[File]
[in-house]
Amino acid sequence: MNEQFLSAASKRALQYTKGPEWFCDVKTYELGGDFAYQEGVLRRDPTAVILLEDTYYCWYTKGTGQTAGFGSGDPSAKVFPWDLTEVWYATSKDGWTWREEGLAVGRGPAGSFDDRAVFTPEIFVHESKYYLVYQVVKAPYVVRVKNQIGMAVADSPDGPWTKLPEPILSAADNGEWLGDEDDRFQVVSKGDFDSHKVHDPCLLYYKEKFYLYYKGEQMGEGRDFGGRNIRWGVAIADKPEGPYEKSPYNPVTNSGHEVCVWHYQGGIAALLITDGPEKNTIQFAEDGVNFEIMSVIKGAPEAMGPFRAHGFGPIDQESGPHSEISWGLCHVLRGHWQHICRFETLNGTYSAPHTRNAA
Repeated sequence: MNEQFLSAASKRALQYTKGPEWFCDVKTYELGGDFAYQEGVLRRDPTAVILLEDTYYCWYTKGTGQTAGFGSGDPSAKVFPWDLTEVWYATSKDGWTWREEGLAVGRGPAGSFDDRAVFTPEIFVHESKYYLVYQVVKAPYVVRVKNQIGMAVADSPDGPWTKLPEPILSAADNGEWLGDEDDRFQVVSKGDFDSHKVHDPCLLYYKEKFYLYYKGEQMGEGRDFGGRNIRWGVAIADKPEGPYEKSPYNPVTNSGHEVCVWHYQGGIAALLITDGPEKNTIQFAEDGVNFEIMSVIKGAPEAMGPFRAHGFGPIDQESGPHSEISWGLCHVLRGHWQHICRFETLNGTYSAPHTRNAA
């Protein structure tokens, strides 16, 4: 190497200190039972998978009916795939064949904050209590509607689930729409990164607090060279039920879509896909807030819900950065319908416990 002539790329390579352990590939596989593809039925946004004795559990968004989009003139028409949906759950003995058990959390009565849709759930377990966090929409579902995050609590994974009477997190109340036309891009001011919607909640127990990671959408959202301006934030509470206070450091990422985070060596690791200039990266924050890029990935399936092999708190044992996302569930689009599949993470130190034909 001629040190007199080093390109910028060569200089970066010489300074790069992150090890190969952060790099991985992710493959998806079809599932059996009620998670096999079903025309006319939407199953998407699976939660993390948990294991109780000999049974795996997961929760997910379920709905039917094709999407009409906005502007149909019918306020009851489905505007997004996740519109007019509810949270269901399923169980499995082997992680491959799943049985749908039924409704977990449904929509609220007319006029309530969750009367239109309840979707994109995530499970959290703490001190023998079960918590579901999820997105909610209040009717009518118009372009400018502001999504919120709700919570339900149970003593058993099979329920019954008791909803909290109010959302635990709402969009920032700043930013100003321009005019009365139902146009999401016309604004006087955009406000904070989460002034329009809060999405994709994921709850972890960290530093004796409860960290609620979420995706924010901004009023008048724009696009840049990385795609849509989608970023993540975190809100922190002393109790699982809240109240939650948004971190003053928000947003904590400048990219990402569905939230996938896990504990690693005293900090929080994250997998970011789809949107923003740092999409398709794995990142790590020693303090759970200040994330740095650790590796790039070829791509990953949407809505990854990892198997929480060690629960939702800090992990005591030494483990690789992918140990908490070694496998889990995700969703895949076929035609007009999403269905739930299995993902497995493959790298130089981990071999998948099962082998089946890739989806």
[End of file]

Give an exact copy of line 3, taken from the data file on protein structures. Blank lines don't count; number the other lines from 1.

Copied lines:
Repeated sequence: MNEQFLSAASKRALQYTKGPEWFCDVKTYELGGDFAYQEGVLRRDPTAVILLEDTYYCWYTKGTGQTAGFGSGDPSAKVFPWDLTEVWYATSKDGWTWREEGLAVGRGPAGSFDDRAVFTPEIFVHESKYYLVYQVVKAPYVVRVKNQIGMAVADSPDGPWTKLPEPILSAADNGEWLGDEDDRFQVVSKGDFDSHKVHDPCLLYYKEKFYLYYKGEQMGEGRDFGGRNIRWGVAIADKPEGPYEKSPYNPVTNSGHEVCVWHYQGGIAALLITDGPEKNTIQFAEDGVNFEIMSVIKGAPEAMGPFRAHGFGPIDQESGPHSEISWGLCHVLRGHWQHICRFETLNGTYSAPHTRNAA